The Texas Voyeurism law makes it a crime to “spy” on someone without their consent for sexual purposes in a place that should be considered private.
VOYEURISM ATTORNEY FAQs
This offense was created by the Texas Legislature in 2015. In the same session, the legislature created the Unlawful Disclosure of Intimate Visual Material offense. Each of these offenses were initially designated as Penal Code Section 21.16, but Voyeurism was later redesignated as Penal Code Section 21.17. Both offenses are classified in the Texas Penal Code under Title 5 “Offenses Against The Person” and Chapter 21 “Sexual Offenses.”
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In 2023, the law was amended to clarify that this illegal spying included remote electronic observation. Learn more detailed information about the Voyeurism offense below.
The current Texas law defines the offense of Voyeurism in Penal Code Section §21.17 as follows:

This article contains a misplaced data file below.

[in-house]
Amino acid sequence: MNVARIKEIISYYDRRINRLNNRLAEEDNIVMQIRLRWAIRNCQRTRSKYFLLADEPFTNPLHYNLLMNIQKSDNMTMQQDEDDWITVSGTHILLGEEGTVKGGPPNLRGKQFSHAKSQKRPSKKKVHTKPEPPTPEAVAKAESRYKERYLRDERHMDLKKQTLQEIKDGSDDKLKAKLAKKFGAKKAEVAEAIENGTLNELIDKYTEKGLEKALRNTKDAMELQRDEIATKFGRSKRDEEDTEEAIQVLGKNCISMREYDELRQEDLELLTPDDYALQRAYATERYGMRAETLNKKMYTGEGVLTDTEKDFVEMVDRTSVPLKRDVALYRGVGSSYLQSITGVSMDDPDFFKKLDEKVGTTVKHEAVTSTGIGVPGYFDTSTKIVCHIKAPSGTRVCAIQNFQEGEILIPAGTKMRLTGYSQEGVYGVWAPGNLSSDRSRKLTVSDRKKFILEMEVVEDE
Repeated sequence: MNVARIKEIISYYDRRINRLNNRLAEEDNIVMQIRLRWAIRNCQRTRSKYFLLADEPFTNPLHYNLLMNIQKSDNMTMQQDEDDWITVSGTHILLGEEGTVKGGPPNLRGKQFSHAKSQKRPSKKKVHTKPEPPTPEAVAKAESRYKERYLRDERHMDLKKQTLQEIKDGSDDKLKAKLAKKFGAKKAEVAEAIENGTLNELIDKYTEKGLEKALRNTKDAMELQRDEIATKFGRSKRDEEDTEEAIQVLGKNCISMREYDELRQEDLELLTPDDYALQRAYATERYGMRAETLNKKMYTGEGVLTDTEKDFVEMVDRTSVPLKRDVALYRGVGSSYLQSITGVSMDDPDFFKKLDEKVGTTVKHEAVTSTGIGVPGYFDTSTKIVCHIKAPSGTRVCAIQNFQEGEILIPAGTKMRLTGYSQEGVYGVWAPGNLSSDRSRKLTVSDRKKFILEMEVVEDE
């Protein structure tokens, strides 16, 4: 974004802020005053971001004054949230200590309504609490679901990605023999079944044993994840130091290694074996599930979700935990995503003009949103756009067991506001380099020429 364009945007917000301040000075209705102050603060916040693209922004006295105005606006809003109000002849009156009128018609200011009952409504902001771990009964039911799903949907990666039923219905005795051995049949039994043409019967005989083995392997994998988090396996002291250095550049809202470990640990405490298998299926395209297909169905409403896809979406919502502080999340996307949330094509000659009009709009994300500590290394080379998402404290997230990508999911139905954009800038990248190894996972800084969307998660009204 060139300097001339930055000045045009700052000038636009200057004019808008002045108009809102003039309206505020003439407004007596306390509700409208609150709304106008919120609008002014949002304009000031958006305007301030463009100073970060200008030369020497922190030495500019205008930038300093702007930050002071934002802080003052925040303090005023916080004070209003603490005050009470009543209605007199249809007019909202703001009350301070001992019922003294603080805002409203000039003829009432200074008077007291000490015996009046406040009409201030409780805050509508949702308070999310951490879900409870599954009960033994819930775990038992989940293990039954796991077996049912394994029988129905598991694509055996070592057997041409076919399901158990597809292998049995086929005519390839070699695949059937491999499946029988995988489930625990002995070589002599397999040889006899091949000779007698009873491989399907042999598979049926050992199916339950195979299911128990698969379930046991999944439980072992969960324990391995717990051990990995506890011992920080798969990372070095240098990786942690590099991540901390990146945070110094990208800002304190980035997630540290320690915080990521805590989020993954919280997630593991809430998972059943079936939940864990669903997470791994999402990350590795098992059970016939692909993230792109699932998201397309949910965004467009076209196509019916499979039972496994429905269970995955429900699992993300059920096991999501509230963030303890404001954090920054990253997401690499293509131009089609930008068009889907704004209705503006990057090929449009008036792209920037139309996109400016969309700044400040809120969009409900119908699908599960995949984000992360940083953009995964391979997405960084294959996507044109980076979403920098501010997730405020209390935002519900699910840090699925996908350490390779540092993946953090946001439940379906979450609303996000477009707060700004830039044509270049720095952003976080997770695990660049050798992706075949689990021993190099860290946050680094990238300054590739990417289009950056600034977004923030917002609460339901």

(a) A person commits an offense if the person, with the intent to arouse or gratify the sexual desire of the actor, observes, including remotely through the use of electronic means, another person without the other person’s consent while the other person is in a dwelling or structure in which the other person has a reasonable expectation of privacy.
The phrase “including remotely through the use of electronic means,” in subsection (a) was added in 2023 by the Texas legislature. This change was made to make it clear that observing through electronic means, such as with drones or hidden cameras, constitutes an offense under PC 21.07.
As described below, subsections (b), (c) and (d) classify the potential punishment levels for the offense.
You can be charged with Voyeurism if the state’s attorneys believe that each of the elements of 21.16(a) as described in the section above have been met.
A conviction for Voyeurism is punished as a Class C Misdemeanor, with a maximum possible fine under Texas state law of up to $500, unless the victim is under 14 or the state can prove you have two or more previous Voyeurism convictions.
If you have two or more prior convictions, the offense can be punished as a Class B misdemeanor, with a maximum possible fine under Texas state law of up to $2,000 and jail time of up to 180 days.
If the victim was a child younger than 14 years old at the time, then the offense is punished as a State Jail Felony, with a maximum fine under Texas state law of up to $10,000 and up to 2 years in a state jail. Learn about the differences between grades of felonies and misdemeanors